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To properly assess this film, it is vital to point out that in order to give the NWA a fair bio-pic, it should be longer than 147 minutes, simply because of the important back stories and rivalries. The highly acclaimed film, and rap group, lived up to the expectations. For the most part, films that you hear are “supposed to be really good” turn out to be “pretty average,” however, Straight Outta Compton was gripping and intense throughout, leaving the audience quite satisfied – even with the highest of expectations.
The film, of course, centers around three individuals: Andre “Dr. Dre” Hawkins (Corey Hawkins), O’Shea “Ice-Cube” Jackson (O’Shea Jackson Jr.), and Eric “Easy E” Lynn Wright (Jason Mitchell) who come from a poor and discriminated against neighborhood in, you guessed it, Compton, California. The early parts of the film focuses around the way these soon-to-be superstars grew up: In close quartered, low income houses where multiple family members live. In addition, the police constantly harass the members of this area due to their income, and more importantly, their skin color. To escape their melancholy lives, like some of us do with movies (wink, wink), they play and create music, and – in some cases – sell cocaine.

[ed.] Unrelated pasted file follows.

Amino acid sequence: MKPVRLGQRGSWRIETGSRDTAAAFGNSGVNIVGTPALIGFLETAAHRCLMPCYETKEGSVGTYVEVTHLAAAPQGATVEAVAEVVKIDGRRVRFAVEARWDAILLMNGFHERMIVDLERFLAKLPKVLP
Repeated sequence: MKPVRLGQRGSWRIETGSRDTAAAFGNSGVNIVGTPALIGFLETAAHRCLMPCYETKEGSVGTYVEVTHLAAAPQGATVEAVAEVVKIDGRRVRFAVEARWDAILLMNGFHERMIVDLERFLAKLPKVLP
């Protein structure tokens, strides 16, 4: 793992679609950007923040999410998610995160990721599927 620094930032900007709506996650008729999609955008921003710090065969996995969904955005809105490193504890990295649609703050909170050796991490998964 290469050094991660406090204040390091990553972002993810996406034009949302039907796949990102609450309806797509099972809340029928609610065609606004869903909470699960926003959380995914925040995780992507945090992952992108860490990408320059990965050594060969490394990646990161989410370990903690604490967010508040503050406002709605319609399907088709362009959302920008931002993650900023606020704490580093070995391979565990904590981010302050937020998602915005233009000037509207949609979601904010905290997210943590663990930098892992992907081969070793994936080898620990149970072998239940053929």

All of that changes when the trio team up to create something the world has never seen before. Dr. Dre and Ice-Cube are already childhood friends who would produce tracks together, but with the addition of Easy E to market for them – and eventually provide vocals – the world becomes their oyster. Dre, who works at a club, would use the venue to his advantage and display his new songs for the dancing crowd. However, as cliche as it is, the owner of the club does not like his music, saying it is not sexy enough, setting the stage for them to prove him, and the whole world, that they are the next big thing.
Without consent from the club manager, the three make and produce their own album, which is highly acclaimed among their peers, but not the club manager. Then, as you would expect, the radio starts playing their album “Straight Outta Compton,” and a music agent, Jerry Heller (Paul Giamatti), notices the level of talent they posses and wants to make them stars. Heller’s presence allows for a joke regarding what NWA might mean and it actually means.